Intimacy with a Stoma

Although it’s normal to feel sensitive about how a stoma changes your body, meaningful and fulfilling intimate encounters can still be part of your and your partner’s lives.

Communication and trust are at the heart of the healing process. It’s comforting to know that sexual relations will not hurt your stoma—or you. It's also important to remember that when it comes to reintroducing intimacy after stoma surgery, there's no rush. It can take time to get used to new routines after your surgery, so introduce intimacy when you feel ready.

With time and a positive attitude, you can enjoy a mutually satisfying sexual relationship. Share your feelings with your partner, and respond to his or her concerns as well. 

Tips to enhance intimacy after stoma surgery

Trust is key to true intimacy

The more you share about your stoma, how you feel, and what you need, the stronger the bond between you and your partner.

Accepting yourself

The way you see yourself influences the way others see you Take time after surgery to acknowledge the changes your body has been through, check in with your emotions about how you feel post-surgery, and share your feelings with your partner. You’ll find that acceptance of your body after surgery comes with time.

A stoma does not have nerve endings

Therefore, it does not transmit pain or other sensations, but it can bleed slightly if irritated or rubbed. Trying different positions can help you avoid any issues. The side-by-side position often works well for people living with a stoma because the pouch will fall to your side and not come between you and your partner.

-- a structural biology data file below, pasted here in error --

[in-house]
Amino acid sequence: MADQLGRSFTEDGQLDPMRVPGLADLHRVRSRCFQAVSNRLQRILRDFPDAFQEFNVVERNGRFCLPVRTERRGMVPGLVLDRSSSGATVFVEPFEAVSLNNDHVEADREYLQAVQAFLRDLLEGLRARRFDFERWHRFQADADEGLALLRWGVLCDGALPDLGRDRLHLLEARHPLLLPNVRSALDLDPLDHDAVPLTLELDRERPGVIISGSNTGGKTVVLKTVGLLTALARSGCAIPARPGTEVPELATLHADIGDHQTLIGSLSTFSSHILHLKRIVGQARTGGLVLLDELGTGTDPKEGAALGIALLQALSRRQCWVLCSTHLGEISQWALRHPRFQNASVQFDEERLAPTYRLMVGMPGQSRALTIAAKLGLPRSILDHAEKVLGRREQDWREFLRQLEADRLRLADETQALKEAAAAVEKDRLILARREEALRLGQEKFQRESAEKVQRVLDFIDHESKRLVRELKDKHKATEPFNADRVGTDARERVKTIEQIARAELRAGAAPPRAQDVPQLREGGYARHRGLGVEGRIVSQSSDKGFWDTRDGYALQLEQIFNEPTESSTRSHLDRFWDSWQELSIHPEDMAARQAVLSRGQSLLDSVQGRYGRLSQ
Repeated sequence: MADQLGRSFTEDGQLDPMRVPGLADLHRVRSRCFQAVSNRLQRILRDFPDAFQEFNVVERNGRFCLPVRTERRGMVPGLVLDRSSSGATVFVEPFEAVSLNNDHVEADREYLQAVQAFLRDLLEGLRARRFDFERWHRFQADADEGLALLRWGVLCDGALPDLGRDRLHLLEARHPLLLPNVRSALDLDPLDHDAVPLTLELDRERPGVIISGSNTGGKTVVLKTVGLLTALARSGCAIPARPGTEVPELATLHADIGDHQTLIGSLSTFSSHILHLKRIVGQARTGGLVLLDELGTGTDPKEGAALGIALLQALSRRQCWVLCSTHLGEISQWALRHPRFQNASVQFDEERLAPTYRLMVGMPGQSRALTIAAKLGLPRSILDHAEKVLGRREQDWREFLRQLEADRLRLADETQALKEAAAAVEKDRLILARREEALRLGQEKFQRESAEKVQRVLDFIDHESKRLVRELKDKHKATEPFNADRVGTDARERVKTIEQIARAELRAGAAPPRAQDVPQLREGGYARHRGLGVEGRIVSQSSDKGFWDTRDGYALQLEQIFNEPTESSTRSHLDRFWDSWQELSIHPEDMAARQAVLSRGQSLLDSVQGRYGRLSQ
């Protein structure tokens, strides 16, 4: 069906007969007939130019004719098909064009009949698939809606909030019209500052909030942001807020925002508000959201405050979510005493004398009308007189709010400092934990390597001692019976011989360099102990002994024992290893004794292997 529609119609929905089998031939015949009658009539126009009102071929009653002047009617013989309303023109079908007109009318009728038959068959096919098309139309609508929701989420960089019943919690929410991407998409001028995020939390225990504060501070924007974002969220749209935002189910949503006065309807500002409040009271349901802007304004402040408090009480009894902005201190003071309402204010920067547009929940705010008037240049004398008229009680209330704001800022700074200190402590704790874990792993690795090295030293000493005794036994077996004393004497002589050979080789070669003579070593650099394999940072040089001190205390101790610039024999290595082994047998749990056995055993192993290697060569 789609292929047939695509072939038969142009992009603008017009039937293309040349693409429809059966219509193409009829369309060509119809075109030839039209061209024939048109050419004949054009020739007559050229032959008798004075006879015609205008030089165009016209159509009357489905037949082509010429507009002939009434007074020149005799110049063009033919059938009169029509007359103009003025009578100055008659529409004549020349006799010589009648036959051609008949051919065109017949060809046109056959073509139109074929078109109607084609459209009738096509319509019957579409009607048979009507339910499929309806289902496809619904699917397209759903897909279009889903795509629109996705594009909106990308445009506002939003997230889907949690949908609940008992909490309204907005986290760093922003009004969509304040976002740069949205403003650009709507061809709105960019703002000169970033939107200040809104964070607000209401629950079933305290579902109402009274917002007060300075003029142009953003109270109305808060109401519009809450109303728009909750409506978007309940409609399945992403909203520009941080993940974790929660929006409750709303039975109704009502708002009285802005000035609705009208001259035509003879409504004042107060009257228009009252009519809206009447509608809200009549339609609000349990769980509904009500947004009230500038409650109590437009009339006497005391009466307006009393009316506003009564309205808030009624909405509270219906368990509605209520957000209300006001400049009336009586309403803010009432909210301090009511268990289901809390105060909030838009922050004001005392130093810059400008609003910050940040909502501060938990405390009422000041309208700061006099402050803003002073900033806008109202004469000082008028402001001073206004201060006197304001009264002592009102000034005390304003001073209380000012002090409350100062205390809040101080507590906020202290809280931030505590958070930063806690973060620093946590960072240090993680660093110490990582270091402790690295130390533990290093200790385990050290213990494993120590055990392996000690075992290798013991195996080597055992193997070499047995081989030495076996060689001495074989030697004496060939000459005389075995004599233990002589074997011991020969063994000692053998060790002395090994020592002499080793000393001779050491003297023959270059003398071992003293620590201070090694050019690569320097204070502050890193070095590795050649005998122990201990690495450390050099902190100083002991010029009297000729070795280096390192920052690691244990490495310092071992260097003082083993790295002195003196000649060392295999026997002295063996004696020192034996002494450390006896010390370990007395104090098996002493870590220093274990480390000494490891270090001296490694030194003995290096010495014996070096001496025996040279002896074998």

Empty your pouch before engaging in sex

You can also try wearing a small pouch. For intimate moments, special pouches are available that are designed to be smaller and less bulky.

Underwear, lingerie and pouch covers

If your stoma makes you uneasy during intimate moments, Undergarments or intimacy wraps can help take your mind off your stoma and allow you to focus on your partner.

Intimacy Tips For Women

  • If you use the pill, you may need to change your birth control—particularly if you’ve had an ileostomy. Oral contraceptives are often not absorbed with a shorter small intestine. Talk to your doctor or stoma nurse about the best form of birth control for you.
  • After surgery, many women experience vaginal dryness. Try a lubricant, or ask your doctor about other options to treat vaginal dryness.

Intimacy Tips For Men

  • Some men may experience erectile dysfunction symptoms (i.e., achieving/sustaining an erection or inability to ejaculate) the first time they are intimate following surgery. Don’t worry or panic! This can often occur—it may be related to the surgery itself or to worries/concerns over being intimate post-surgery. If you experience continued problems maintaining an erection, call your healthcare provider. Most likely, there is a solution.


Intimacy is for everyone.

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